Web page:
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LM3S8933: TCP communication problem on firmware based on enet_io lwip example

Part Number: LM3S8933


We have the following issue, we have been using the LM3S8933 micro controller for several years, using a custom firmware strongly based on the enet_io examples with LWIP.

Lately we have encountered a problem reported from our customers, the problem is with the TCP communication with requests that has a payload above 512 bytes. We recalled the products and investigated. 

Up until now we have 2 micro controllers on which we witness the following problem. If we decrease the TCP_MSS configuration in the lwipopts.h file from 1024 (our default setting) to lower values, the issue seems to be resolved. On one malfunctioning micro the TCP_MSS required value for the TCP to work is 512 while the 2nd micro we need to reduce the value to 256 in order for the TCP to work.

I want to mention that we have thousands (might be even more than 100K) of micros working perfectly well. 

We Debugged the  LWIP requests in the firmware and no fault was raised, the LWIP works on the malfunctioning micros exactly as on the normal micros and no error is witnessed.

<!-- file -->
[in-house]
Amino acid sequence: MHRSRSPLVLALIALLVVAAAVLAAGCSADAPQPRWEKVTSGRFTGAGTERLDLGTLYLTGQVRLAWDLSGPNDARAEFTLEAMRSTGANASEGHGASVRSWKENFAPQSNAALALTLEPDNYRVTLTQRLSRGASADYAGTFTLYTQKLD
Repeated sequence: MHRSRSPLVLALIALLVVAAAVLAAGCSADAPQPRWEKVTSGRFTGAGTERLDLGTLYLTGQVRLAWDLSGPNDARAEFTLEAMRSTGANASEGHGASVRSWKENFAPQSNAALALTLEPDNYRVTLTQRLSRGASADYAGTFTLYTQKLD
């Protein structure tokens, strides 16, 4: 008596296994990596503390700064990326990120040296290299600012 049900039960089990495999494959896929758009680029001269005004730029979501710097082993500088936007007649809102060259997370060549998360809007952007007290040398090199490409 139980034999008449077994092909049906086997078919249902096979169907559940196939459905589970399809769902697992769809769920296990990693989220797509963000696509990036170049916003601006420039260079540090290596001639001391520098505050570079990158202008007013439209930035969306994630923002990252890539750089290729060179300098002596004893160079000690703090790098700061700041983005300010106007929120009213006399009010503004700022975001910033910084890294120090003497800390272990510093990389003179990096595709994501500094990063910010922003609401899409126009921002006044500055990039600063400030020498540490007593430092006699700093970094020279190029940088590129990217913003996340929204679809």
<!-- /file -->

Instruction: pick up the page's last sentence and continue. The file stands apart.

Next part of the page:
It looks like there is a problem with these 2 specific micro controllers, and more likely in the memory section of the MAC layer or the PHY layer.

Unfortunately our explanation was not accepted by the managerial level in my company and I need your support. If you have encountered similar sporadic behavior or you are aware of some malfunctions similar to what I described, please let me know.

I can add images of the malfunctioning micros if you need production dates or LOT codes.

Also please let me know If you have some suggestions for further investigation.




  • Hi,

      If the same firmware works on thousands of devices on the field for so many years, there is no reason to believe it is a firmware issue. I will suggest you do a ABA swap test.

    - Swap out the problem MCU to a good know board. If you continue to see the same problem then it is most likely a MCU hardware issue although we don't know what is the root case. If you don't see a problem then the MCU is good. 

    - swap in a good known MCU to the problem board. If it continues to work then there is a no problem with the board. If you start to see the same reported failure then it is your board problem.